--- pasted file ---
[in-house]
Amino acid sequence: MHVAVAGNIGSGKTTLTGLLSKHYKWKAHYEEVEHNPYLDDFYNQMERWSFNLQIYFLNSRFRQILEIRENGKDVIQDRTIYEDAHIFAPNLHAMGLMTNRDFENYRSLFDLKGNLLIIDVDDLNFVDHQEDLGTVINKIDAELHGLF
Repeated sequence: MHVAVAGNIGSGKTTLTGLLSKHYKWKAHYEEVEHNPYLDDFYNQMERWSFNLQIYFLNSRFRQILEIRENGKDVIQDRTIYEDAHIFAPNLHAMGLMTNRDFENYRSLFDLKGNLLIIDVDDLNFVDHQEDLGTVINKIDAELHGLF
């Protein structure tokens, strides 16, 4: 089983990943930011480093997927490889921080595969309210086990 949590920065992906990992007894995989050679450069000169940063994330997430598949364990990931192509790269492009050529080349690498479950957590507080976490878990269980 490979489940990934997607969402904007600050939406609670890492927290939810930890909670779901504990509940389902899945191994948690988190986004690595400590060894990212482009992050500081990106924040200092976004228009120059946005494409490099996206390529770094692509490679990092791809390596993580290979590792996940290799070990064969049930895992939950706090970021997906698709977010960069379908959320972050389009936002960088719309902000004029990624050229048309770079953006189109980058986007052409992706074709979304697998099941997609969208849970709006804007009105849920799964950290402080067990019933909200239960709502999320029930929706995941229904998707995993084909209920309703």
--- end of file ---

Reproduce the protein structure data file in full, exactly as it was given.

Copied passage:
[in-house]
Amino acid sequence: MHVAVAGNIGSGKTTLTGLLSKHYKWKAHYEEVEHNPYLDDFYNQMERWSFNLQIYFLNSRFRQILEIRENGKDVIQDRTIYEDAHIFAPNLHAMGLMTNRDFENYRSLFDLKGNLLIIDVDDLNFVDHQEDLGTVINKIDAELHGLF
Repeated sequence: MHVAVAGNIGSGKTTLTGLLSKHYKWKAHYEEVEHNPYLDDFYNQMERWSFNLQIYFLNSRFRQILEIRENGKDVIQDRTIYEDAHIFAPNLHAMGLMTNRDFENYRSLFDLKGNLLIIDVDDLNFVDHQEDLGTVINKIDAELHGLF
């Protein structure tokens, strides 16, 4: 089983990943930011480093997927490889921080595969309210086990 949590920065992906990992007894995989050679450069000169940063994330997430598949364990990931192509790269492009050529080349690498479950957590507080976490878990269980 490979489940990934997607969402904007600050939406609670890492927290939810930890909670779901504990509940389902899945191994948690988190986004690595400590060894990212482009992050500081990106924040200092976004228009120059946005494409490099996206390529770094692509490679990092791809390596993580290979590792996940290799070990064969049930895992939950706090970021997906698709977010960069379908959320972050389009936002960088719309902000004029990624050229048309770079953006189109980058986007052409992706074709979304697998099941997609969208849970709006804007009105849920799964950290402080067990019933909200239960709502999320029930929706995941229904998707995993084909209920309703």